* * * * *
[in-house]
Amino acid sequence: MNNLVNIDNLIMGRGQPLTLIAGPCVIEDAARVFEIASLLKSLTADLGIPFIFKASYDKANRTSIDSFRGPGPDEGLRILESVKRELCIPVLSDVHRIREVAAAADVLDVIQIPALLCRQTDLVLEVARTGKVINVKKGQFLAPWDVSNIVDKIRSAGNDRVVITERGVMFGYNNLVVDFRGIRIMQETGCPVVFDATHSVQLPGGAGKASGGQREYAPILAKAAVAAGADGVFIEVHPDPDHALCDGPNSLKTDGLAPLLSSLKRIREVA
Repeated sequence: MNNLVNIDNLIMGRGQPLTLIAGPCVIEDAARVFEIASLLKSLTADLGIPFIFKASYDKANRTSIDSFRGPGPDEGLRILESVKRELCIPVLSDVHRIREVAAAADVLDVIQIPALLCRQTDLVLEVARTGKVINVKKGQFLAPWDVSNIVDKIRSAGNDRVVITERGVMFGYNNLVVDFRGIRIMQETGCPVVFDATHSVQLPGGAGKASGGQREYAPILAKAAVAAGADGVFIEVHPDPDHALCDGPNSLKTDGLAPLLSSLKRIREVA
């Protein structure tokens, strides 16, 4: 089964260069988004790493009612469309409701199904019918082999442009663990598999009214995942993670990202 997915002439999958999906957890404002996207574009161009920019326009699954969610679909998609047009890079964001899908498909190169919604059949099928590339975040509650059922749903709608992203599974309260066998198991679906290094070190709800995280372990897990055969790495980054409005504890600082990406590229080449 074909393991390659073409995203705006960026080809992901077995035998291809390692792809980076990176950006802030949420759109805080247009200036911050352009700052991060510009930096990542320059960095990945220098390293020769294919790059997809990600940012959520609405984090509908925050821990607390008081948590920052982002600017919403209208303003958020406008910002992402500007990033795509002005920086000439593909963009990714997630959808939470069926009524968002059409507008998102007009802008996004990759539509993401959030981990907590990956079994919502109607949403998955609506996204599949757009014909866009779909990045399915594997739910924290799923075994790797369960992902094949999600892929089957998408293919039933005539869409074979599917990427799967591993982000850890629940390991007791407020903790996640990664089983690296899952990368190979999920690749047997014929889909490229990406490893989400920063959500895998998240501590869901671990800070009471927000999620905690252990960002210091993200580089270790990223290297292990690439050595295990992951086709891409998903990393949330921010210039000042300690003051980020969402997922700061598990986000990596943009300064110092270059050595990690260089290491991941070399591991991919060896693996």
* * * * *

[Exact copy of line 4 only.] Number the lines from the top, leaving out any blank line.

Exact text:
């Protein structure tokens, strides 16, 4: 089964260069988004790493009612469309409701199904019918082999442009663990598999009214995942993670990202 997915002439999958999906957890404002996207574009161009920019326009699954969610679909998609047009890079964001899908498909190169919604059949099928590339975040509650059922749903709608992203599974309260066998198991679906290094070190709800995280372990897990055969790495980054409005504890600082990406590229080449 074909393991390659073409995203705006960026080809992901077995035998291809390692792809980076990176950006802030949420759109805080247009200036911050352009700052991060510009930096990542320059960095990945220098390293020769294919790059997809990600940012959520609405984090509908925050821990607390008081948590920052982002600017919403209208303003958020406008910002992402500007990033795509002005920086000439593909963009990714997630959808939470069926009524968002059409507008998102007009802008996004990759539509993401959030981990907590990956079994919502109607949403998955609506996204599949757009014909866009779909990045399915594997739910924290799923075994790797369960992902094949999600892929089957998408293919039933005539869409074979599917990427799967591993982000850890629940390991007791407020903790996640990664089983690296899952990368190979999920690749047997014929889909490229990406490893989400920063959500895998998240501590869901671990800070009471927000999620905690252990960002210091993200580089270790990223290297292990690439050595295990992951086709891409998903990393949330921010210039000042300690003051980020969402997922700061598990986000990596943009300064110092270059050595990690260089290491991941070399591991991919060896693996």